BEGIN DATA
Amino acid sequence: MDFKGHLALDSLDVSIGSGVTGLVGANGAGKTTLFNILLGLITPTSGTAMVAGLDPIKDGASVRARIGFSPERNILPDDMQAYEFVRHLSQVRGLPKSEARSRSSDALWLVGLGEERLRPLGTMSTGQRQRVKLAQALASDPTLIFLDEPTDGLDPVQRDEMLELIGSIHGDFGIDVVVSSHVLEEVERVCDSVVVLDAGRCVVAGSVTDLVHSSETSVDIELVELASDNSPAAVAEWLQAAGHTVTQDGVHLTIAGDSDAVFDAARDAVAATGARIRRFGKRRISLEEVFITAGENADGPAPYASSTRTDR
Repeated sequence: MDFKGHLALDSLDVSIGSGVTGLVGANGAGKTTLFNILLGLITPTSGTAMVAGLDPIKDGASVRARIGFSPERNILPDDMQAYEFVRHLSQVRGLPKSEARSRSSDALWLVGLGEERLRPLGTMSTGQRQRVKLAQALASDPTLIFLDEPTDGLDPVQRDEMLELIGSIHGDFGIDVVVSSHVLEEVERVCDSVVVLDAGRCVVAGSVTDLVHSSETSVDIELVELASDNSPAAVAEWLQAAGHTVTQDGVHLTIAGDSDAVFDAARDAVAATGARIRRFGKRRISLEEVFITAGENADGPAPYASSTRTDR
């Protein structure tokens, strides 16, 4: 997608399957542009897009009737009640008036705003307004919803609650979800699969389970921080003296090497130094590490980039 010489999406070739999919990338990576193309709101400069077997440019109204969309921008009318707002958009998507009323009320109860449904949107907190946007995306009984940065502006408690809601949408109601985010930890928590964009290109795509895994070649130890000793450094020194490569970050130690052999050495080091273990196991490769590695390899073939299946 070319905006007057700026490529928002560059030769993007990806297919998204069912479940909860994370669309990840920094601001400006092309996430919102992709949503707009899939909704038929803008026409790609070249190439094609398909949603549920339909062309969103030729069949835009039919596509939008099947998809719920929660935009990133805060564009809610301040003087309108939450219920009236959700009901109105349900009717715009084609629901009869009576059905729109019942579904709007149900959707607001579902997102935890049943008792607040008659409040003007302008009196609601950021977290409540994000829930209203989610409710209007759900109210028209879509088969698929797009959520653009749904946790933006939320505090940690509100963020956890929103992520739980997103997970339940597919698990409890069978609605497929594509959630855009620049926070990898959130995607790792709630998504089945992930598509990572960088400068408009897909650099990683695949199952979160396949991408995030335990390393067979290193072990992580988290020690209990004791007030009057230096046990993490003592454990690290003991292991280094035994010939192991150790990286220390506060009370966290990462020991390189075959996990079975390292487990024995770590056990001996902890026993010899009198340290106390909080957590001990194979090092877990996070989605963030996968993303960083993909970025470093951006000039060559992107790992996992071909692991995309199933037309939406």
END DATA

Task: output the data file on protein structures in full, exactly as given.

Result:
Amino acid sequence: MDFKGHLALDSLDVSIGSGVTGLVGANGAGKTTLFNILLGLITPTSGTAMVAGLDPIKDGASVRARIGFSPERNILPDDMQAYEFVRHLSQVRGLPKSEARSRSSDALWLVGLGEERLRPLGTMSTGQRQRVKLAQALASDPTLIFLDEPTDGLDPVQRDEMLELIGSIHGDFGIDVVVSSHVLEEVERVCDSVVVLDAGRCVVAGSVTDLVHSSETSVDIELVELASDNSPAAVAEWLQAAGHTVTQDGVHLTIAGDSDAVFDAARDAVAATGARIRRFGKRRISLEEVFITAGENADGPAPYASSTRTDR
Repeated sequence: MDFKGHLALDSLDVSIGSGVTGLVGANGAGKTTLFNILLGLITPTSGTAMVAGLDPIKDGASVRARIGFSPERNILPDDMQAYEFVRHLSQVRGLPKSEARSRSSDALWLVGLGEERLRPLGTMSTGQRQRVKLAQALASDPTLIFLDEPTDGLDPVQRDEMLELIGSIHGDFGIDVVVSSHVLEEVERVCDSVVVLDAGRCVVAGSVTDLVHSSETSVDIELVELASDNSPAAVAEWLQAAGHTVTQDGVHLTIAGDSDAVFDAARDAVAATGARIRRFGKRRISLEEVFITAGENADGPAPYASSTRTDR
């Protein structure tokens, strides 16, 4: 997608399957542009897009009737009640008036705003307004919803609650979800699969389970921080003296090497130094590490980039 010489999406070739999919990338990576193309709101400069077997440019109204969309921008009318707002958009998507009323009320109860449904949107907190946007995306009984940065502006408690809601949408109601985010930890928590964009290109795509895994070649130890000793450094020194490569970050130690052999050495080091273990196991490769590695390899073939299946 070319905006007057700026490529928002560059030769993007990806297919998204069912479940909860994370669309990840920094601001400006092309996430919102992709949503707009899939909704038929803008026409790609070249190439094609398909949603549920339909062309969103030729069949835009039919596509939008099947998809719920929660935009990133805060564009809610301040003087309108939450219920009236959700009901109105349900009717715009084609629901009869009576059905729109019942579904709007149900959707607001579902997102935890049943008792607040008659409040003007302008009196609601950021977290409540994000829930209203989610409710209007759900109210028209879509088969698929797009959520653009749904946790933006939320505090940690509100963020956890929103992520739980997103997970339940597919698990409890069978609605497929594509959630855009620049926070990898959130995607790792709630998504089945992930598509990572960088400068408009897909650099990683695949199952979160396949991408995030335990390393067979290193072990992580988290020690209990004791007030009057230096046990993490003592454990690290003991292991280094035994010939192991150790990286220390506060009370966290990462020991390189075959996990079975390292487990024995770590056990001996902890026993010899009198340290106390909080957590001990194979090092877990996070989605963030996968993303960083993909970025470093951006000039060559992107790992996992071909692991995309199933037309939406």